Now that the days are chillier, with much needed rain, my Dutch oven is being put to a lot more use. This is the time of year, when I become a lean and mean "Searer" and "Braiser". The aroma of a savory stew, wafting from the kitchen, is comforting. My Perfect Pot Roast recipe rules as one of the most appreciated slow-cooked dinners that I make. Cooking an inexpensive cut of beef, in a braising liquid, for a long period of time yields tender meat and a succulent sauce. Drool.
Last week, I had a craving for Beef Burgundy -- aka "Beef Bourguignon". I couldn't stop thinking about the first time I had this dish, at a catered party. I really wanted to recreate this stew, with it's rich and flavorful sauce.Visions of Julia Child, popped into my head. I've never read-- let alone, made --the esteemed Julia's recipe-- and I assumed her recipe would be a lot of work. Still, it was 1:00 in the afternoon and I had Christmas cookie dough to make. I realized that I didn't have the time to make this classic French stew and I needed my oven! The slow cooker was out-- and then it hit me.
Pressure cook it! I know, I know... pressure cookers scare a lot of newbies. There is a fear of an explosion. I tell you the truth-- It's an unfounded fear. My first pressure cooker was a stovetop model, with the regulator (that "thingie" that rocks back and forth with a chhh-chhh-chhh sound). Not once, did I have an explosion.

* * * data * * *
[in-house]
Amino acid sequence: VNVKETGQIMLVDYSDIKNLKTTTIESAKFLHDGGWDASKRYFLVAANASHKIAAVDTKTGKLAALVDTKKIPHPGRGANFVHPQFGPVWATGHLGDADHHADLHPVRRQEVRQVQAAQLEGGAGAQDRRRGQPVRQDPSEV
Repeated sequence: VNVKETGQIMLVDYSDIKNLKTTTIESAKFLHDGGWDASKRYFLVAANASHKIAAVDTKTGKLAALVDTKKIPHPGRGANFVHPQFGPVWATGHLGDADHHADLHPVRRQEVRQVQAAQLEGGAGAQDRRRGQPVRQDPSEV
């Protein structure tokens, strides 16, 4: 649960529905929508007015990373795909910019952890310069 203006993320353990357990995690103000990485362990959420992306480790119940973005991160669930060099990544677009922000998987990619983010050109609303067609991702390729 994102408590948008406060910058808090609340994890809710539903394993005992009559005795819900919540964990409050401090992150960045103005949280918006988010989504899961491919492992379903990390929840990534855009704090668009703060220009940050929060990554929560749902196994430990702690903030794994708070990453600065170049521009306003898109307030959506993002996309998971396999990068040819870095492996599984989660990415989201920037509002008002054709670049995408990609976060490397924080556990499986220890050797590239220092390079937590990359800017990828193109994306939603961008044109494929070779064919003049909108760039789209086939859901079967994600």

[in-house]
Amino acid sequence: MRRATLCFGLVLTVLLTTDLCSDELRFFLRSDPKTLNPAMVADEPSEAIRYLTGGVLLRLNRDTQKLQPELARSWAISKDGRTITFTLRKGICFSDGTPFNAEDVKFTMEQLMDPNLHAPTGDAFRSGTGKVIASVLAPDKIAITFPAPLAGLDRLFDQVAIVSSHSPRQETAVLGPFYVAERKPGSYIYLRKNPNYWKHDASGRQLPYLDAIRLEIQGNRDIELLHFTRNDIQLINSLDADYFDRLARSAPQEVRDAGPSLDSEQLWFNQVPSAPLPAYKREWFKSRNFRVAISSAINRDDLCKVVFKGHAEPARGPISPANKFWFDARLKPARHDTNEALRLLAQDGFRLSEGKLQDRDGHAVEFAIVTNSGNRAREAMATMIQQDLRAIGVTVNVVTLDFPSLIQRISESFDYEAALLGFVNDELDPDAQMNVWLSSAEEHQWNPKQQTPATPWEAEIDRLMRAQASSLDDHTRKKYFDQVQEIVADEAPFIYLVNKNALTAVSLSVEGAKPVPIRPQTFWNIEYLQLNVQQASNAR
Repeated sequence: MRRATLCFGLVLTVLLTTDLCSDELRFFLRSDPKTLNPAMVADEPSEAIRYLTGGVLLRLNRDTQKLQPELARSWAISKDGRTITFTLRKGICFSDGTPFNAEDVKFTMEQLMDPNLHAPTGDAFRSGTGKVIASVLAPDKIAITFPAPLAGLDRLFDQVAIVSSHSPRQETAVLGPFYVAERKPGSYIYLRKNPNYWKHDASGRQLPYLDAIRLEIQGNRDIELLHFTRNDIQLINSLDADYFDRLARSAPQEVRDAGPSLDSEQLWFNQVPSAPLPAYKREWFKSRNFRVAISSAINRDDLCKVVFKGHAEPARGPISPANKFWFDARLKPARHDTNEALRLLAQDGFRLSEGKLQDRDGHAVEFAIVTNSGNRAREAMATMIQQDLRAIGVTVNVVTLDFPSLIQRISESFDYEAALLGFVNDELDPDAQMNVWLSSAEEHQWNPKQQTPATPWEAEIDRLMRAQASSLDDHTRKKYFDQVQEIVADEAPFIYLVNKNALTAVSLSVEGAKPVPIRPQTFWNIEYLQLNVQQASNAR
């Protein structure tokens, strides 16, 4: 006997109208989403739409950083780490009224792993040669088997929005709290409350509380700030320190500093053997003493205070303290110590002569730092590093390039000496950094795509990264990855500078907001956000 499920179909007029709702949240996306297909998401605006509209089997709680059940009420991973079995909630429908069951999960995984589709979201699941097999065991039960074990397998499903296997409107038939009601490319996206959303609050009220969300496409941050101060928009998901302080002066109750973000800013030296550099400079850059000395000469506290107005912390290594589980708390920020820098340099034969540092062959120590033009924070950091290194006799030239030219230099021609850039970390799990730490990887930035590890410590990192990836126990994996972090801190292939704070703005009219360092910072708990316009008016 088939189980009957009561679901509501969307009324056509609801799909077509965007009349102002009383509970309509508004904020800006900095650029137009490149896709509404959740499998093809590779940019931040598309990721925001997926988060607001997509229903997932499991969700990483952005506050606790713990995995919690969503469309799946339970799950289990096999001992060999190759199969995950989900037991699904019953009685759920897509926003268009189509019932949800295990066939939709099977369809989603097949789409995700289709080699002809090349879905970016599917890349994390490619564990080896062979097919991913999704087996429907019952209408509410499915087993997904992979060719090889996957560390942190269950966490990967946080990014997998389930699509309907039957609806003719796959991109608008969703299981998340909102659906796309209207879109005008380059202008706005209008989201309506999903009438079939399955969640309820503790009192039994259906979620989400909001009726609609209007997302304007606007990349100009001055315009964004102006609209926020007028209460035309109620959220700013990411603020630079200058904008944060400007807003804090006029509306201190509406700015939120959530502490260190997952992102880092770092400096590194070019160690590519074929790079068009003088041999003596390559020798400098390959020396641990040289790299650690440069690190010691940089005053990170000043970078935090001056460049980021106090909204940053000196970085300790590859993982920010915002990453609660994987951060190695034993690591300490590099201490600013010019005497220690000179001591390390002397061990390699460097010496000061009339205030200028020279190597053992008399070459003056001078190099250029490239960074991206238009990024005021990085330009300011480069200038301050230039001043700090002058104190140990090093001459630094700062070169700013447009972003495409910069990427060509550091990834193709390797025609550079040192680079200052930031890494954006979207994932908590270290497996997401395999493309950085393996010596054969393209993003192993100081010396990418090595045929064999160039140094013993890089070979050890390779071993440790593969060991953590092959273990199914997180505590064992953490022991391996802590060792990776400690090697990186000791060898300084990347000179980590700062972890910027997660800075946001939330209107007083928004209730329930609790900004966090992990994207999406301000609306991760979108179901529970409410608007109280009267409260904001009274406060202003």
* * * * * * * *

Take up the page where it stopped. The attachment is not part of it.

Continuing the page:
About 9 years ago, I invested in an electric digital pressure cooker, and I love so many features of this model. Mine has a browning cycle, and a non-stick removable insert and I love it's oval shape. The brand is "Cook's Essentials" and I bought mine from QVC. I see that the newer model is completely different than mine, and has less stellar reviews. The day mine breaks, I would buy a 5-quart model all over again.
Don't worry. If you don't own a pressure cooker, you can make this in a Dutch oven. If you want to make this in a slow cooker-- I beg you to not do one thing that makes my skin crawl. Please, don't throw in raw meat! To me, the best tasting stews come from taking the time to sear and brown the meat, first. All that beautiful brown crusty build-up, in the pan is what gives the sauce great flavor.
First, we build flavor. I keep frozen bacon, so it's easier to cut into "lardons". In a heavy skillet, cook the bacon until crispy. Remove with a slotted spoon onto a paper towel lined plate. Set aside.
Pearl onions are traditional in this stew. Peeling them takes work, so I used frozen onions. I simply rinsed them, shook them dry and then sauteed them until they were lightly golden.
When you buy stewing meat, ask your butcher about Chuck Eye Roast. I pay about $7.00 a pound, but it's worth it. Seriously. It's the perfect meat for stewing, and is far more tender than buying "stew cut meat". With stew cut meat, you don't know what the butcher has thrown together, and I've had my fair share of chewy stew.
I cut the meat into bite-size pieces and make sure that it's dry. Season the meat with salt & pepper and flour and toss together to coat evenly.